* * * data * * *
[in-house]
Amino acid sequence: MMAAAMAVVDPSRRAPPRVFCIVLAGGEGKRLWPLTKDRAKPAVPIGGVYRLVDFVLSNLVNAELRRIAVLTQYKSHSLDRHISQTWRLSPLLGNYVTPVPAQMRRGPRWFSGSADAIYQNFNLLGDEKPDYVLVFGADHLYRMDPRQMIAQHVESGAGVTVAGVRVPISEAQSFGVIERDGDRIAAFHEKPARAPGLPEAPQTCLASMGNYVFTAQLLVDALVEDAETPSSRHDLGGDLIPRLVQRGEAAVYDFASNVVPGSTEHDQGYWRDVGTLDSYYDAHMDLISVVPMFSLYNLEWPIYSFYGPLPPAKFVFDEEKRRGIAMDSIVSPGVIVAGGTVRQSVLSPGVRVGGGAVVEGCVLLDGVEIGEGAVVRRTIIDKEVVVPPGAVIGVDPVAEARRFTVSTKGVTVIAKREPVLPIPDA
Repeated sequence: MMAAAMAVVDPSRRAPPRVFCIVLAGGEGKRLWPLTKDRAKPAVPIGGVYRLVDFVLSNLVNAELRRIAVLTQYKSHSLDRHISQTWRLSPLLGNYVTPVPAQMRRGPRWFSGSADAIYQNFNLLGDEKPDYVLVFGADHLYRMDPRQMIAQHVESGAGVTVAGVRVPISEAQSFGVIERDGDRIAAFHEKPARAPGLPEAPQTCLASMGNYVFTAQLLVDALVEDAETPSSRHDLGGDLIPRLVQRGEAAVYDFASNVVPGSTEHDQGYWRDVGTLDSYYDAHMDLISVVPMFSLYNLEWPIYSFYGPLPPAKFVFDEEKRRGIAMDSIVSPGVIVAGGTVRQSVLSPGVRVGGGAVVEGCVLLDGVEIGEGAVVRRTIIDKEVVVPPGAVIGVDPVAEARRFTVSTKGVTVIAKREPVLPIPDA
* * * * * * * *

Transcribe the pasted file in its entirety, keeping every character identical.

[in-house]
Amino acid sequence: MMAAAMAVVDPSRRAPPRVFCIVLAGGEGKRLWPLTKDRAKPAVPIGGVYRLVDFVLSNLVNAELRRIAVLTQYKSHSLDRHISQTWRLSPLLGNYVTPVPAQMRRGPRWFSGSADAIYQNFNLLGDEKPDYVLVFGADHLYRMDPRQMIAQHVESGAGVTVAGVRVPISEAQSFGVIERDGDRIAAFHEKPARAPGLPEAPQTCLASMGNYVFTAQLLVDALVEDAETPSSRHDLGGDLIPRLVQRGEAAVYDFASNVVPGSTEHDQGYWRDVGTLDSYYDAHMDLISVVPMFSLYNLEWPIYSFYGPLPPAKFVFDEEKRRGIAMDSIVSPGVIVAGGTVRQSVLSPGVRVGGGAVVEGCVLLDGVEIGEGAVVRRTIIDKEVVVPPGAVIGVDPVAEARRFTVSTKGVTVIAKREPVLPIPDA
Repeated sequence: MMAAAMAVVDPSRRAPPRVFCIVLAGGEGKRLWPLTKDRAKPAVPIGGVYRLVDFVLSNLVNAELRRIAVLTQYKSHSLDRHISQTWRLSPLLGNYVTPVPAQMRRGPRWFSGSADAIYQNFNLLGDEKPDYVLVFGADHLYRMDPRQMIAQHVESGAGVTVAGVRVPISEAQSFGVIERDGDRIAAFHEKPARAPGLPEAPQTCLASMGNYVFTAQLLVDALVEDAETPSSRHDLGGDLIPRLVQRGEAAVYDFASNVVPGSTEHDQGYWRDVGTLDSYYDAHMDLISVVPMFSLYNLEWPIYSFYGPLPPAKFVFDEEKRRGIAMDSIVSPGVIVAGGTVRQSVLSPGVRVGGGAVVEGCVLLDGVEIGEGAVVRRTIIDKEVVVPPGAVIGVDPVAEARRFTVSTKGVTVIAKREPVLPIPDA